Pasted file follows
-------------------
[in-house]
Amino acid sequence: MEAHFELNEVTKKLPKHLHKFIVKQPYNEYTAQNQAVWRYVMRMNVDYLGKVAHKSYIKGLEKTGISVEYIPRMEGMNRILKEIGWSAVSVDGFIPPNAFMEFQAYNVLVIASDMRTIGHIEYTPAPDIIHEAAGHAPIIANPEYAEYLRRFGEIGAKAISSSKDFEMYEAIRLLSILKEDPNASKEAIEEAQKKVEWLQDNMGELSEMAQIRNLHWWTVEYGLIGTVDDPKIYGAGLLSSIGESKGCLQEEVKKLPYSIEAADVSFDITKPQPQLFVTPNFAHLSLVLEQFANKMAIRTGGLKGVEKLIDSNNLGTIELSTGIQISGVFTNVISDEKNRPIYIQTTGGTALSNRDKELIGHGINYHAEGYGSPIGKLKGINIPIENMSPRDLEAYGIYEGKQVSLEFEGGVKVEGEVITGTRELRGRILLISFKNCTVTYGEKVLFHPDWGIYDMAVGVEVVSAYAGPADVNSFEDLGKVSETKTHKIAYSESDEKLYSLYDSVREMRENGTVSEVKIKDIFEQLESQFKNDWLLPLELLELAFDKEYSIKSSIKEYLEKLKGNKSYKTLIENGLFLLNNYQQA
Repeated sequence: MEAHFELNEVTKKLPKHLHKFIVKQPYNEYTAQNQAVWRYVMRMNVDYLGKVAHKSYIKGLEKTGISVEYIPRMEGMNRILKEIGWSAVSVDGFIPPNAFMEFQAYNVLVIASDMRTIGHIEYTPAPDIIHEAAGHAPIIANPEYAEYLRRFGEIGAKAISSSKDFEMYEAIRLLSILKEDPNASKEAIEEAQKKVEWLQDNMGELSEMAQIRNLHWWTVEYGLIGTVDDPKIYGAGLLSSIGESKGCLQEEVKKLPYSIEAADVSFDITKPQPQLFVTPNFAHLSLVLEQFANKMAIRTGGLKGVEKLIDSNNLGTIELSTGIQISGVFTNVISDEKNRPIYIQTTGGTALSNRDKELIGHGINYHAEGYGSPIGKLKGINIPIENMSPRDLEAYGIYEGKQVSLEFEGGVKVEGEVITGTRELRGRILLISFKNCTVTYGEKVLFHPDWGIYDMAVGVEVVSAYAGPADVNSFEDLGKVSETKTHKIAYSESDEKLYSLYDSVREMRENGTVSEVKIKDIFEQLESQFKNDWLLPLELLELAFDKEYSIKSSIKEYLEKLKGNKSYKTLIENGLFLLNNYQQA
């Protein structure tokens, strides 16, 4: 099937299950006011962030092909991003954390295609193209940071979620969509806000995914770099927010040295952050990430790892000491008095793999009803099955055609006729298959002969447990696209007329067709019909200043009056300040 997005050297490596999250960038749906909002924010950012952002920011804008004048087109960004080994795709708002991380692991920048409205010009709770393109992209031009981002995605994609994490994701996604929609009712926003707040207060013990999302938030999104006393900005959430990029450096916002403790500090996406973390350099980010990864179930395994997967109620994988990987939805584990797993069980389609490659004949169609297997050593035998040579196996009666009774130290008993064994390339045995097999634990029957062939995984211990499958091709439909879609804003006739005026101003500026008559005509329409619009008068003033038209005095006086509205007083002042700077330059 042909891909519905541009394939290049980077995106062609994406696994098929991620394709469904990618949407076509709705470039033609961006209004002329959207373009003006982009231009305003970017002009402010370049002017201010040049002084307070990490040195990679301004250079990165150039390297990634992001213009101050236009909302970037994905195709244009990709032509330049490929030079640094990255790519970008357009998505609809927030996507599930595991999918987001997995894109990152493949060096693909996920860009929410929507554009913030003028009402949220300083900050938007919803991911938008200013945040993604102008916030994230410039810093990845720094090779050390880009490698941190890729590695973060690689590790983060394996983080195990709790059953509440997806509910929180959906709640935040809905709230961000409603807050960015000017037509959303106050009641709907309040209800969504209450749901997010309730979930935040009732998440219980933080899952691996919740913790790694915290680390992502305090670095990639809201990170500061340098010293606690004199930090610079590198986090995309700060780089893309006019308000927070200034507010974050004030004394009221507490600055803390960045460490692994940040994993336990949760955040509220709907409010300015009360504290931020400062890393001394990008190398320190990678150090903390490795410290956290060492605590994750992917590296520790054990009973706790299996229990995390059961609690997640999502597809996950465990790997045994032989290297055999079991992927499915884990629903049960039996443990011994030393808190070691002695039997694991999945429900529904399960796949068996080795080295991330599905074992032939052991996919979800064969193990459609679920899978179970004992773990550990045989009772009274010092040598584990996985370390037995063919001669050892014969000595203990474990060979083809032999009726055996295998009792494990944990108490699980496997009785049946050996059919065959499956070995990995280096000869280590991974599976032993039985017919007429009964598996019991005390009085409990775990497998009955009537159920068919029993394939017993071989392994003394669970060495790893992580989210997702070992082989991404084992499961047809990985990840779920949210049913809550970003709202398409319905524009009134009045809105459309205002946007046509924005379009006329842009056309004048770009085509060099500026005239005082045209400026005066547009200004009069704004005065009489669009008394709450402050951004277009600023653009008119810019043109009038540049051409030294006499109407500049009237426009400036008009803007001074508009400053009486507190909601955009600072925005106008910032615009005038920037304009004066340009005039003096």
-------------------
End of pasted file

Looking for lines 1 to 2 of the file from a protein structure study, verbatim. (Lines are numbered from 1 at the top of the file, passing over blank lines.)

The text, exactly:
[in-house]
Amino acid sequence: MEAHFELNEVTKKLPKHLHKFIVKQPYNEYTAQNQAVWRYVMRMNVDYLGKVAHKSYIKGLEKTGISVEYIPRMEGMNRILKEIGWSAVSVDGFIPPNAFMEFQAYNVLVIASDMRTIGHIEYTPAPDIIHEAAGHAPIIANPEYAEYLRRFGEIGAKAISSSKDFEMYEAIRLLSILKEDPNASKEAIEEAQKKVEWLQDNMGELSEMAQIRNLHWWTVEYGLIGTVDDPKIYGAGLLSSIGESKGCLQEEVKKLPYSIEAADVSFDITKPQPQLFVTPNFAHLSLVLEQFANKMAIRTGGLKGVEKLIDSNNLGTIELSTGIQISGVFTNVISDEKNRPIYIQTTGGTALSNRDKELIGHGINYHAEGYGSPIGKLKGINIPIENMSPRDLEAYGIYEGKQVSLEFEGGVKVEGEVITGTRELRGRILLISFKNCTVTYGEKVLFHPDWGIYDMAVGVEVVSAYAGPADVNSFEDLGKVSETKTHKIAYSESDEKLYSLYDSVREMRENGTVSEVKIKDIFEQLESQFKNDWLLPLELLELAFDKEYSIKSSIKEYLEKLKGNKSYKTLIENGLFLLNNYQQA